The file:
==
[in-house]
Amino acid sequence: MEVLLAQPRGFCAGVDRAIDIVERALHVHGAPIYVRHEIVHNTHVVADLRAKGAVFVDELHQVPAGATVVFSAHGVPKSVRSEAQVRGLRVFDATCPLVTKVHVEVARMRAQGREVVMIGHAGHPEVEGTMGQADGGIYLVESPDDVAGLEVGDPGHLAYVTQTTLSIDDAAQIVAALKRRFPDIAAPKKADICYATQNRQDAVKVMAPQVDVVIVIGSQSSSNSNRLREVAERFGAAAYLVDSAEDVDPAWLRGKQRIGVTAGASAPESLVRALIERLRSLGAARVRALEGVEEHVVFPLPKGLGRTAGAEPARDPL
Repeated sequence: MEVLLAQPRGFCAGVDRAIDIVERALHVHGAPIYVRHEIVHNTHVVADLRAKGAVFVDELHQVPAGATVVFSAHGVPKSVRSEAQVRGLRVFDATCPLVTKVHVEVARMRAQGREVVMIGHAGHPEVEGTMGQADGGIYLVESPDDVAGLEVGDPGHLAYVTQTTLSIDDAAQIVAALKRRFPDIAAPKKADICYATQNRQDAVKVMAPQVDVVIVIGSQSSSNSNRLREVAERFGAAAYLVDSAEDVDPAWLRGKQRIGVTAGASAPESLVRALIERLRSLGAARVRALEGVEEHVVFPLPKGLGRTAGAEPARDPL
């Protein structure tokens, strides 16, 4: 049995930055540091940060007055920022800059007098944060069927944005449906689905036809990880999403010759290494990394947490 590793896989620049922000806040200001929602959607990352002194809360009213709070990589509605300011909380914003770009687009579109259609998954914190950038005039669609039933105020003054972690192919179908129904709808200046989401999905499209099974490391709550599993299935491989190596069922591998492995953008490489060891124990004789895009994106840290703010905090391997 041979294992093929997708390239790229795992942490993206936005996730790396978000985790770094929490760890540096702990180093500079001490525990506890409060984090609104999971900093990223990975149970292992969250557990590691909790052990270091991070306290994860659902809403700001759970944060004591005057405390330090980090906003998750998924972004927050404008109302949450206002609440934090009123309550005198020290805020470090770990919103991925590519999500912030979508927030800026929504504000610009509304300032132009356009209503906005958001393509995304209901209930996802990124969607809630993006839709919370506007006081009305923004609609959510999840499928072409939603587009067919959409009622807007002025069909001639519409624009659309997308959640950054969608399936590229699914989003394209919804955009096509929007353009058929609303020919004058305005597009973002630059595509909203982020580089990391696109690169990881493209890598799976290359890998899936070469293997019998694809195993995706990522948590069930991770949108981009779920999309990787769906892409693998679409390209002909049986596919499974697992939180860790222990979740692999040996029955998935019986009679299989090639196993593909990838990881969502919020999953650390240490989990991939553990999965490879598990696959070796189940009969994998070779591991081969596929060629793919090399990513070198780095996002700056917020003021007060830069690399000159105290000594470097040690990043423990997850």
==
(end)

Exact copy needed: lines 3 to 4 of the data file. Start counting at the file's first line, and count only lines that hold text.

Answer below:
Repeated sequence: MEVLLAQPRGFCAGVDRAIDIVERALHVHGAPIYVRHEIVHNTHVVADLRAKGAVFVDELHQVPAGATVVFSAHGVPKSVRSEAQVRGLRVFDATCPLVTKVHVEVARMRAQGREVVMIGHAGHPEVEGTMGQADGGIYLVESPDDVAGLEVGDPGHLAYVTQTTLSIDDAAQIVAALKRRFPDIAAPKKADICYATQNRQDAVKVMAPQVDVVIVIGSQSSSNSNRLREVAERFGAAAYLVDSAEDVDPAWLRGKQRIGVTAGASAPESLVRALIERLRSLGAARVRALEGVEEHVVFPLPKGLGRTAGAEPARDPL
């Protein structure tokens, strides 16, 4: 049995930055540091940060007055920022800059007098944060069927944005449906689905036809990880999403010759290494990394947490 590793896989620049922000806040200001929602959607990352002194809360009213709070990589509605300011909380914003770009687009579109259609998954914190950038005039669609039933105020003054972690192919179908129904709808200046989401999905499209099974490391709550599993299935491989190596069922591998492995953008490489060891124990004789895009994106840290703010905090391997 041979294992093929997708390239790229795992942490993206936005996730790396978000985790770094929490760890540096702990180093500079001490525990506890409060984090609104999971900093990223990975149970292992969250557990590691909790052990270091991070306290994860659902809403700001759970944060004591005057405390330090980090906003998750998924972004927050404008109302949450206002609440934090009123309550005198020290805020470090770990919103991925590519999500912030979508927030800026929504504000610009509304300032132009356009209503906005958001393509995304209901209930996802990124969607809630993006839709919370506007006081009305923004609609959510999840499928072409939603587009067919959409009622807007002025069909001639519409624009659309997308959640950054969608399936590229699914989003394209919804955009096509929007353009058929609303020919004058305005597009973002630059595509909203982020580089990391696109690169990881493209890598799976290359890998899936070469293997019998694809195993995706990522948590069930991770949108981009779920999309990787769906892409693998679409390209002909049986596919499974697992939180860790222990979740692999040996029955998935019986009679299989090639196993593909990838990881969502919020999953650390240490989990991939553990999965490879598990696959070796189940009969994998070779591991081969596929060629793919090399990513070198780095996002700056917020003021007060830069690399000159105290000594470097040690990043423990997850």